At sunset, you have other options in the valley. There are beautiful musical evenings that are held in which you enjoy bedouin songs and traditional food, or enjoy drinking traditional tea and smoking a hookah under the glitter of the stars. Did you know that this place has been the filming location of several films, including Lawrence of Arabia, and that it has been on the list of UNESCO World Heritage Sites since 1985?
A visit to Wadi Rum is considered one of the most beautiful experiences that combines the past and the present and takes people back to the roots of history and the authenticity of bedouin life. You have to try this experience one day.
After the end of my adventure in Wadi Rum, I apparently fell in love with the desert experience, so I next headed to Petra. The city of Petra, the capital of the Nabatean Arabs, is one of the most famous archaeological sites in the world. It is located 240 km south of the Jordanian capital Amman, and 120 km north of the city of Aqaba, on the Red Sea coast. Petra is undoubtedly Jordan’s most valuable treasure and its top tourist attraction and is also one of the new Seven Wonders of the World.
I recommend staying at least for one night in Petra as the atmosphere at night is something superb. An enjoyable experience is the Petra Night Show, which is an enchanting way to see a side of the rocky city by candlelight and discover the ancient city. This unique experience begins with a walk along the ‘Siq’ corridor to the facade of ‘The Treasury’, with the pathway lit by 1,500 candles.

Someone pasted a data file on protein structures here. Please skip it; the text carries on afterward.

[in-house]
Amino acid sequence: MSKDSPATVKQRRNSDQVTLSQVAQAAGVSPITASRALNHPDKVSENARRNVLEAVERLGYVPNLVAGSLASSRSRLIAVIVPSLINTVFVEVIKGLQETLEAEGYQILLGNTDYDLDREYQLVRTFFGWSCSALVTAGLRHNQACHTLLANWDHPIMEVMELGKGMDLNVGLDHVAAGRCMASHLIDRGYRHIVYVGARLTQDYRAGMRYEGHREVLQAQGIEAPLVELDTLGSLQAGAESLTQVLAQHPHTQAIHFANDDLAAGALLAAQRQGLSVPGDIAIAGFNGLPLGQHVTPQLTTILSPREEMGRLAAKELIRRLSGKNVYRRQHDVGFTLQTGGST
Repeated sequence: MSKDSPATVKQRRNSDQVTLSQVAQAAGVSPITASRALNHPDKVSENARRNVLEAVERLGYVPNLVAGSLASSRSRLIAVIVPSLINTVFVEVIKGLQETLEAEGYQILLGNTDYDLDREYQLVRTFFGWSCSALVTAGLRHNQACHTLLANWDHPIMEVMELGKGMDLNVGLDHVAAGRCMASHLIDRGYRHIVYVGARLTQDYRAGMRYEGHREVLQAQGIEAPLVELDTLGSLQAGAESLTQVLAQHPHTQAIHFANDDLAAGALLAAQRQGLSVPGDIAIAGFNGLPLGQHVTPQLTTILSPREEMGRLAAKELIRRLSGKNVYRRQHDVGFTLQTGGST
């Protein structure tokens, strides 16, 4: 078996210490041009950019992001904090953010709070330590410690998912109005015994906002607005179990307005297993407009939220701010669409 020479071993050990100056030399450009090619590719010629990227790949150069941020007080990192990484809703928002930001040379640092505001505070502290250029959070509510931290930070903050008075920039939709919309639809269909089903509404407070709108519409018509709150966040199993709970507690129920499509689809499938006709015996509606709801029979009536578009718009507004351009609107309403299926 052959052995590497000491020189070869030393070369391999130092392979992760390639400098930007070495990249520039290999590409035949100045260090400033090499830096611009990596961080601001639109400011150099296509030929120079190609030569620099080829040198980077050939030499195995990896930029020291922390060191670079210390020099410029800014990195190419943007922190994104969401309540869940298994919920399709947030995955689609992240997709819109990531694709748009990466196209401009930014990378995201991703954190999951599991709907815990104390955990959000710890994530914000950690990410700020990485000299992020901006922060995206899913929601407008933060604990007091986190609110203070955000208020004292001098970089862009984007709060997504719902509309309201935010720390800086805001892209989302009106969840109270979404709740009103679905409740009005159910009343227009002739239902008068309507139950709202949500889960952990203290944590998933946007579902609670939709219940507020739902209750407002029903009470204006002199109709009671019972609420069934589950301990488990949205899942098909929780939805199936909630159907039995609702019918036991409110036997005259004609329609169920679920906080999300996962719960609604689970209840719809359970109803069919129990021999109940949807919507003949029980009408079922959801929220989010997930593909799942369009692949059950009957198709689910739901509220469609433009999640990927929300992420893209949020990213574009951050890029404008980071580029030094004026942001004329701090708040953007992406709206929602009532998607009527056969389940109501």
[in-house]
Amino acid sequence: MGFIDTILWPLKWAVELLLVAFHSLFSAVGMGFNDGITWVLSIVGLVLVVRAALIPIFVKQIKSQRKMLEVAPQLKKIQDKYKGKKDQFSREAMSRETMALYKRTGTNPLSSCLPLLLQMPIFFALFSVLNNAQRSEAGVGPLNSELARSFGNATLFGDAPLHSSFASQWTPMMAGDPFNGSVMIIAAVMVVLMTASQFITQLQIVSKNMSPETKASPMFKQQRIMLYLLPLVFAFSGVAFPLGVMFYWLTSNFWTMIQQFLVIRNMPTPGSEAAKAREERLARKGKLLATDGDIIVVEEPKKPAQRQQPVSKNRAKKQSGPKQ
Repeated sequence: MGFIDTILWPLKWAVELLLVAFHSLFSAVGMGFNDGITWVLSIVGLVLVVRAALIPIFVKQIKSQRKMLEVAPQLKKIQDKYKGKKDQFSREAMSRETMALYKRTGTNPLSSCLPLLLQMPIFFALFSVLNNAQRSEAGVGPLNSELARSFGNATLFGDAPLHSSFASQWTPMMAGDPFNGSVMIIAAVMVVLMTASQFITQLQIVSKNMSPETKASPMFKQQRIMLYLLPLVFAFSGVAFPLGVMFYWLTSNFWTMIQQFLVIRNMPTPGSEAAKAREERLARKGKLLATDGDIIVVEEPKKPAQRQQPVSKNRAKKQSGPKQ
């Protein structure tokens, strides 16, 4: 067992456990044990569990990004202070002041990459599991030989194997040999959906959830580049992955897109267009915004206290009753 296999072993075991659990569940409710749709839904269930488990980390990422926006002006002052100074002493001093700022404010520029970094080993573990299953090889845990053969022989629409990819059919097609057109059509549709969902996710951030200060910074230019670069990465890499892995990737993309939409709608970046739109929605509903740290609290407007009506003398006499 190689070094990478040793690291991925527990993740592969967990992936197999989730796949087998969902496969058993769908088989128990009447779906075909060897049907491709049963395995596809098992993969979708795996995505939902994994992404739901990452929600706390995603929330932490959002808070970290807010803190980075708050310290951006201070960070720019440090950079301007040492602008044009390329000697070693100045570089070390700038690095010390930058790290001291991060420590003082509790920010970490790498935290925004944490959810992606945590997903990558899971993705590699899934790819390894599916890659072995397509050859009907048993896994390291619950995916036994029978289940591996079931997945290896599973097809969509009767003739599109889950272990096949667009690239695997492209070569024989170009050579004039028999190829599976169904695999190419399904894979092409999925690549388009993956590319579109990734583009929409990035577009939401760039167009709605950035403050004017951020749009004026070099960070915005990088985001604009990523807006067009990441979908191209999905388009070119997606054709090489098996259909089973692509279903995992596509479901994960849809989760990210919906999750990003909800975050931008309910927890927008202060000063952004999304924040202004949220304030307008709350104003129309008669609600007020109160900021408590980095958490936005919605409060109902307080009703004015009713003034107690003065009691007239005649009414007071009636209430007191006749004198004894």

I enjoyed visiting Petra during the day and I wore the bedouin traditional costume, and all thanks to the tour guide Rawan Sahawneh from the Jordan Tourism Authority for helping me choose the details of the bedouin costumes and wearing the Jordanian ghutra and climbing the rocks to sit in front of the Treasury facade to take memorial photos, an unforgettable experience.
The history of the Treasury building dates back to the Nabataean civilization and is carved right out of the surrounding rock. The building is one of the most famous and important landmarks of the city and the bedouins gave it this name because they believed that the jar at the top contained a treasure.
There are many attractions that you should visit in Petra, so it is necessary to stay for a night or two. Among the sites to visit are the colonnaded street, considered one of the most beautiful monuments of Petra. Three Byzantine churches were built to the north of the street because of its commercial importance in ancient days. Another fun experience that I attended in Petra was a cooking course for preparing ‘Mansaf’, one of the most famous Jordanian dishes. Petra is also known as the Pink City due to the distinctive color of its stone, and UNESCO describes the place as “one of the most precious cultural assets of humanity’s cultural heritage.”
Noura Khan, a travel influencer and content creator, is a Kuwaiti national, holds a degree in law from Kuwait University and has worked as a journalist prior to taking up a position in the government. In 2018 she started blogging on travel and has visited more than 57 countries since. She has more than 54K followers and her blog post @nourajtraveller is well appreciated for content and travel information. Noura writes exclusively for The Times Kuwait on her travel visits.